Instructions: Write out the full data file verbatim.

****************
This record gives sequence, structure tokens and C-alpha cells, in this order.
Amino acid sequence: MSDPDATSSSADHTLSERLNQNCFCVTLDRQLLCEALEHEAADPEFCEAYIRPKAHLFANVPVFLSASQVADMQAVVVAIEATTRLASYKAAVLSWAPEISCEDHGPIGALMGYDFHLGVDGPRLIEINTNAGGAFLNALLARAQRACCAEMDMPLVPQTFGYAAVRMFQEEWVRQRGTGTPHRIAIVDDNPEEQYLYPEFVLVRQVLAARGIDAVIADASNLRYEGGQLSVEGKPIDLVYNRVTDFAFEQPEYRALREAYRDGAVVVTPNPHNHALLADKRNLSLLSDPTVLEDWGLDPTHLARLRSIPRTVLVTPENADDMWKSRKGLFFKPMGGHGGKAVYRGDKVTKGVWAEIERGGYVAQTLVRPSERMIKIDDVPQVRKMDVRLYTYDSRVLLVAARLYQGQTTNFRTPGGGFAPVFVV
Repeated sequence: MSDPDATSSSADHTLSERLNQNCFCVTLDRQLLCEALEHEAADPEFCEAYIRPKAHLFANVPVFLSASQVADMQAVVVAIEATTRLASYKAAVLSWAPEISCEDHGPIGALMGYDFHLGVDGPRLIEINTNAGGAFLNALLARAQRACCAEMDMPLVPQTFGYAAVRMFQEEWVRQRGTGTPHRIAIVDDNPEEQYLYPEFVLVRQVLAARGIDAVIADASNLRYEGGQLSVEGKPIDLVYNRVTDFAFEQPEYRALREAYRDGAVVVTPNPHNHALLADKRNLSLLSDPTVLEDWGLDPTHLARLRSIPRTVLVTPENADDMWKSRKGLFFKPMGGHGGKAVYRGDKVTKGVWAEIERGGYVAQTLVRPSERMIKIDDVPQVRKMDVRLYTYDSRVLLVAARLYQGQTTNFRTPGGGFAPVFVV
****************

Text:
This record gives sequence, structure tokens and C-alpha cells, in this order.
Amino acid sequence: MSDPDATSSSADHTLSERLNQNCFCVTLDRQLLCEALEHEAADPEFCEAYIRPKAHLFANVPVFLSASQVADMQAVVVAIEATTRLASYKAAVLSWAPEISCEDHGPIGALMGYDFHLGVDGPRLIEINTNAGGAFLNALLARAQRACCAEMDMPLVPQTFGYAAVRMFQEEWVRQRGTGTPHRIAIVDDNPEEQYLYPEFVLVRQVLAARGIDAVIADASNLRYEGGQLSVEGKPIDLVYNRVTDFAFEQPEYRALREAYRDGAVVVTPNPHNHALLADKRNLSLLSDPTVLEDWGLDPTHLARLRSIPRTVLVTPENADDMWKSRKGLFFKPMGGHGGKAVYRGDKVTKGVWAEIERGGYVAQTLVRPSERMIKIDDVPQVRKMDVRLYTYDSRVLLVAARLYQGQTTNFRTPGGGFAPVFVV
Repeated sequence: MSDPDATSSSADHTLSERLNQNCFCVTLDRQLLCEALEHEAADPEFCEAYIRPKAHLFANVPVFLSASQVADMQAVVVAIEATTRLASYKAAVLSWAPEISCEDHGPIGALMGYDFHLGVDGPRLIEINTNAGGAFLNALLARAQRACCAEMDMPLVPQTFGYAAVRMFQEEWVRQRGTGTPHRIAIVDDNPEEQYLYPEFVLVRQVLAARGIDAVIADASNLRYEGGQLSVEGKPIDLVYNRVTDFAFEQPEYRALREAYRDGAVVVTPNPHNHALLADKRNLSLLSDPTVLEDWGLDPTHLARLRSIPRTVLVTPENADDMWKSRKGLFFKPMGGHGGKAVYRGDKVTKGVWAEIERGGYVAQTLVRPSERMIKIDDVPQVRKMDVRLYTYDSRVLLVAARLYQGQTTNFRTPGGGFAPVFVV